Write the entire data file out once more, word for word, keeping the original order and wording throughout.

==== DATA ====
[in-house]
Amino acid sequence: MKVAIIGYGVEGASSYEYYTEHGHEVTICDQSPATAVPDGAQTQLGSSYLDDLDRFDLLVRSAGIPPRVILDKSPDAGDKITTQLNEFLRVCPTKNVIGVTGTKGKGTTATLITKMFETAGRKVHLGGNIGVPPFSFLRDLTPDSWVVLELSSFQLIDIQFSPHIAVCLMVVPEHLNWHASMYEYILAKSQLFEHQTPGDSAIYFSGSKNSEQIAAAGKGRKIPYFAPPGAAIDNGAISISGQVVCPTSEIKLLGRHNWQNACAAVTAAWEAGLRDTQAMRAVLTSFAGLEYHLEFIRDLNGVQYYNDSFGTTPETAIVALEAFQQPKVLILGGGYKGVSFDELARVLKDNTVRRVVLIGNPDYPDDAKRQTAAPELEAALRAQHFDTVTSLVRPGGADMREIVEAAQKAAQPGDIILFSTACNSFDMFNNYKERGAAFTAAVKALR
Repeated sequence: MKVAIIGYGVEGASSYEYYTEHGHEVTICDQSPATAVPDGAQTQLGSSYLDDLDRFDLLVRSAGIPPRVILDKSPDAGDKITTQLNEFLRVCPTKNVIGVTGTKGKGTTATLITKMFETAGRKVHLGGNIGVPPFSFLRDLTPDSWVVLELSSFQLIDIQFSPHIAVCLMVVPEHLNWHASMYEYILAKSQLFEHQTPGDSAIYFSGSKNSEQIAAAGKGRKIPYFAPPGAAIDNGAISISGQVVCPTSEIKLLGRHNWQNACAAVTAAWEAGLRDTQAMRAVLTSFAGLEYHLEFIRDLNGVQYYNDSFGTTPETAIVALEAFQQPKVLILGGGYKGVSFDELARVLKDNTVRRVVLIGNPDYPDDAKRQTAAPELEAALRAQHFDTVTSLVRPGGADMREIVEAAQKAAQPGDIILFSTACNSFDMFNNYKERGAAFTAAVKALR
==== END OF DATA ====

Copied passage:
[in-house]
Amino acid sequence: MKVAIIGYGVEGASSYEYYTEHGHEVTICDQSPATAVPDGAQTQLGSSYLDDLDRFDLLVRSAGIPPRVILDKSPDAGDKITTQLNEFLRVCPTKNVIGVTGTKGKGTTATLITKMFETAGRKVHLGGNIGVPPFSFLRDLTPDSWVVLELSSFQLIDIQFSPHIAVCLMVVPEHLNWHASMYEYILAKSQLFEHQTPGDSAIYFSGSKNSEQIAAAGKGRKIPYFAPPGAAIDNGAISISGQVVCPTSEIKLLGRHNWQNACAAVTAAWEAGLRDTQAMRAVLTSFAGLEYHLEFIRDLNGVQYYNDSFGTTPETAIVALEAFQQPKVLILGGGYKGVSFDELARVLKDNTVRRVVLIGNPDYPDDAKRQTAAPELEAALRAQHFDTVTSLVRPGGADMREIVEAAQKAAQPGDIILFSTACNSFDMFNNYKERGAAFTAAVKALR
Repeated sequence: MKVAIIGYGVEGASSYEYYTEHGHEVTICDQSPATAVPDGAQTQLGSSYLDDLDRFDLLVRSAGIPPRVILDKSPDAGDKITTQLNEFLRVCPTKNVIGVTGTKGKGTTATLITKMFETAGRKVHLGGNIGVPPFSFLRDLTPDSWVVLELSSFQLIDIQFSPHIAVCLMVVPEHLNWHASMYEYILAKSQLFEHQTPGDSAIYFSGSKNSEQIAAAGKGRKIPYFAPPGAAIDNGAISISGQVVCPTSEIKLLGRHNWQNACAAVTAAWEAGLRDTQAMRAVLTSFAGLEYHLEFIRDLNGVQYYNDSFGTTPETAIVALEAFQQPKVLILGGGYKGVSFDELARVLKDNTVRRVVLIGNPDYPDDAKRQTAAPELEAALRAQHFDTVTSLVRPGGADMREIVEAAQKAAQPGDIILFSTACNSFDMFNNYKERGAAFTAAVKALR